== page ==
Frank Gehry

Frank Gehry

Architect of Walt Disney Concert Hall, Frank Owen Gehry was born in Canada on February 28, 1929. Gehry is worldwide famous for his sculptural and rather bold work. In 1947, he moved to Los Angeles and studied different courses at Los Angeles City College. During this time he took the architecture course as well and got captivated by variety of possibilities of art.

Frank Gehry studied architecture from 1949-1954 at University of Southern California and city planning at Harvard University from 1956-57 but couldn’t complete this degree. After working for a number of firms, Gehry founded his own firm in 1962 in Los Angeles. The initial work of Gehry was inspired by International Style of Le Corbusier but later his inner instincts forced him to add his personal flavor to the work he was doing.

In early days, Gehry worked on furniture designs instead of buildings and this is why the initial fame earned by him was due to his furniture designing. Since Gehry stayed in the company of sculptors and painters for a notable period of time, he was always finding new ways to work with overlooked by products of prevailing industrial civilization. Influenced by this approach, Gehry made furniture from industrial corrugated cardboard and encountered an unexpected popularity.

Frank Gehry brought about reforms in domestic architecture and used unloved and ordinary housing elements like chain link fencing, corrugated aluminum and unfinished plywood as elements of focus and turned them into exuberant and expressive characters of houses. Another unique step taken by Gehry was revelation of building structures by stripping the interior walls. With much appreciation, the confidence of Gehry boosted up and he kept translating his imaginations into realistic masterpieces.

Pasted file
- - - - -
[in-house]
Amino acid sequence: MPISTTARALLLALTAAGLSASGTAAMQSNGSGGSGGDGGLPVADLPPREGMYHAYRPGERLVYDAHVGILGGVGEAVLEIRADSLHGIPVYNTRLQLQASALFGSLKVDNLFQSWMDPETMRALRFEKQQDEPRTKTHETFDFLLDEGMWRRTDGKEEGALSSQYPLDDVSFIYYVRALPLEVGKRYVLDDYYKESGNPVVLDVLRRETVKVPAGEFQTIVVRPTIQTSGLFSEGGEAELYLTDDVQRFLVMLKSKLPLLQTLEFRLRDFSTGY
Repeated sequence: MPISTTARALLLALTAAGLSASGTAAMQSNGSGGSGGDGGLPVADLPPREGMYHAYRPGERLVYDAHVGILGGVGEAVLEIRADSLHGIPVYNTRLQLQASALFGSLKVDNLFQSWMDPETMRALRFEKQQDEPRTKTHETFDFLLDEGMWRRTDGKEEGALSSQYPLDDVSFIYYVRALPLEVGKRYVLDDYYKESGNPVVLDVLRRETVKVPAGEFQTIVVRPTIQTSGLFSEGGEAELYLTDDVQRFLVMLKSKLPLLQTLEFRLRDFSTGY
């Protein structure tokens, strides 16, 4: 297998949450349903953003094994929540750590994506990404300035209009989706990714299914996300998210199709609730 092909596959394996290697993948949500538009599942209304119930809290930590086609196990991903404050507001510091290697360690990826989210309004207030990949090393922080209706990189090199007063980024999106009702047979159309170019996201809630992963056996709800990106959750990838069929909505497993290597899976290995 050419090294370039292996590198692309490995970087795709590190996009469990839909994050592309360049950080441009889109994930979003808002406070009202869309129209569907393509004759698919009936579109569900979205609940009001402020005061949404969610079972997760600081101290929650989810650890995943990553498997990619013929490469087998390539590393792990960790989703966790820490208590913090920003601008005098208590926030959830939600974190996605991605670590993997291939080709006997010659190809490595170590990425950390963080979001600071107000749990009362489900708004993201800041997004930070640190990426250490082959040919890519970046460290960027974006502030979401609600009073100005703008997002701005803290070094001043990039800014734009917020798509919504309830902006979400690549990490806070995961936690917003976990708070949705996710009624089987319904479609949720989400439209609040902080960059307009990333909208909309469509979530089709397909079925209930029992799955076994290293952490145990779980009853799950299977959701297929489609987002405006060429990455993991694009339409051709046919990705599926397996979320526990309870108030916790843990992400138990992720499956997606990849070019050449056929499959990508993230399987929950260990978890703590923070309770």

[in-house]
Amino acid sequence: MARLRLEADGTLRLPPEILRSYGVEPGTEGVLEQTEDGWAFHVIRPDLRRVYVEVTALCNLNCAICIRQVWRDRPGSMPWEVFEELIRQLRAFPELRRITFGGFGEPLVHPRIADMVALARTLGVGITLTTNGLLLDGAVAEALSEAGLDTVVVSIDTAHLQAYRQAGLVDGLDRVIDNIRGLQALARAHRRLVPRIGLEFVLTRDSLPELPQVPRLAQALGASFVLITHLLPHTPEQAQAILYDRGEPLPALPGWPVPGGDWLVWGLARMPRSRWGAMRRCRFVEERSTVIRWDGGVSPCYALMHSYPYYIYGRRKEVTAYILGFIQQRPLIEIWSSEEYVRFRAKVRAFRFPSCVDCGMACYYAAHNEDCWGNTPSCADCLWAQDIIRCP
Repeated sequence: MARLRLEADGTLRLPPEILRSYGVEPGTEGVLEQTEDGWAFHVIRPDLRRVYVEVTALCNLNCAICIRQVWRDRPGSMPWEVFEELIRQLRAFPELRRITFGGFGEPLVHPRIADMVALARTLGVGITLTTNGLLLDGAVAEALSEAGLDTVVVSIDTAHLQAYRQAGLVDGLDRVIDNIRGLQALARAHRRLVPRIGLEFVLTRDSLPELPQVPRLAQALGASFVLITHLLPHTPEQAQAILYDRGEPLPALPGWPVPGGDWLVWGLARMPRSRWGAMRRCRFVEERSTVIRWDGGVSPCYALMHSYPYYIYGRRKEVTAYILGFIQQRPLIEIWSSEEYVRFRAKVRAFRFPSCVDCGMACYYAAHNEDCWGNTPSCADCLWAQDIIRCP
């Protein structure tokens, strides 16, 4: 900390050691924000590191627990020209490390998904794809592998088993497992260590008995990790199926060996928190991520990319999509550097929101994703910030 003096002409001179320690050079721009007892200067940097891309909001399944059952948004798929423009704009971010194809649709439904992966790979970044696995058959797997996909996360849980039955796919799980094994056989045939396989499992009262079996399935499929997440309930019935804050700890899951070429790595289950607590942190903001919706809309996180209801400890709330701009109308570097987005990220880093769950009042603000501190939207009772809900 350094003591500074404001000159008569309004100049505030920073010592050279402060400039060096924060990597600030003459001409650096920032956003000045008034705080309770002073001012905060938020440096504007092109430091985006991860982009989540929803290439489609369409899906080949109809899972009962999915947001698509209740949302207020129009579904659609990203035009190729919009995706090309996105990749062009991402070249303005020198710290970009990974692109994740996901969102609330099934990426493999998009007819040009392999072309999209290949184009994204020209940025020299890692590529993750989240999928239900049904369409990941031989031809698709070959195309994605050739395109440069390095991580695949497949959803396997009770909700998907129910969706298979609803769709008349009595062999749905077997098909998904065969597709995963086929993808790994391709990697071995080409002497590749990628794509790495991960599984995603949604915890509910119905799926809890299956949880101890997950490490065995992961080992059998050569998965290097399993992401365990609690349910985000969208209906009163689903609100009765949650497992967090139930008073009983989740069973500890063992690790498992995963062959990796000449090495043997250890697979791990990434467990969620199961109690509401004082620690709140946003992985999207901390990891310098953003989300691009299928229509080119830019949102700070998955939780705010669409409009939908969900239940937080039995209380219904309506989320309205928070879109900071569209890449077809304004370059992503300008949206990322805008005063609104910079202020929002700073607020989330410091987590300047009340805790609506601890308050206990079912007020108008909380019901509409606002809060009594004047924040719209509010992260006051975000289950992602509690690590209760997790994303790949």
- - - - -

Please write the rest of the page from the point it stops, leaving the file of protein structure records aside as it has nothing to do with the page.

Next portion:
The Vitra furniture factory in Basel, Switzerland and the Vitra Design Museum in Weil-am-Rhein, Germany were the projects that won him prominent position among world famous architects by the end of mid 80s. The most unique feature of his work was its humorous and playful nature, something never done before. He introduced a new style called “Deconstructivism”, by transforming simple and familiar geometric shapes into extravagant forms touching upon exceptional levels of complexity.

Due to the fun and playful character of his style, Gehry shortly gained repute for his music venues. Some of his creations of great acclaim include, The Walt Disney Concert Hall in Los Angeles, the Bilbao museum, The Jay Pritzker Pavilion in Chicago’s Millennium Park, the Performing Arts Center for Bard College, New York and the New World Center for the New World Symphony orchestral academy in Miami Beach, Florida.

Along with challenging forms, unusual choice of material is also Gehry’s trademark. He likes to give crude and unfinished look to his buildings with materials like corrugated metal. Gehry’s buildings stand out in any sort of context, however, it is also said that work of Frank Gehry is mostly unconcerned with contextual considerations and also lacks making a profitable use of urban spaces. Another credit that goes to Gehry’s account is his professional commitment with budget. In spite of making such complex and luxuriant designs, he possesses the trait of successful budgeting.

Gehry has also worked as an architecture professor at Columbia University, Yale and the University of Southern California. Other than that he can also be seen in different television programs including The Simpsons, advertisements for Apple and a documentary film, Sketches of Frank Gehry, focusing on the architect’s work and legacy.

Frank Gehry is still serving the world with his brilliant skills. For his exceptional efforts for contemporary architecture and stance of a celebrity, he was awarded the title of “Star-chitect” that he refused saying,

“I am not a ‘star-chitect’, I am an ar-chitect. There are people who design buildings that are not technically and financially good, and there are those who do. Two categories, simple.”

Frank Gehry Buildings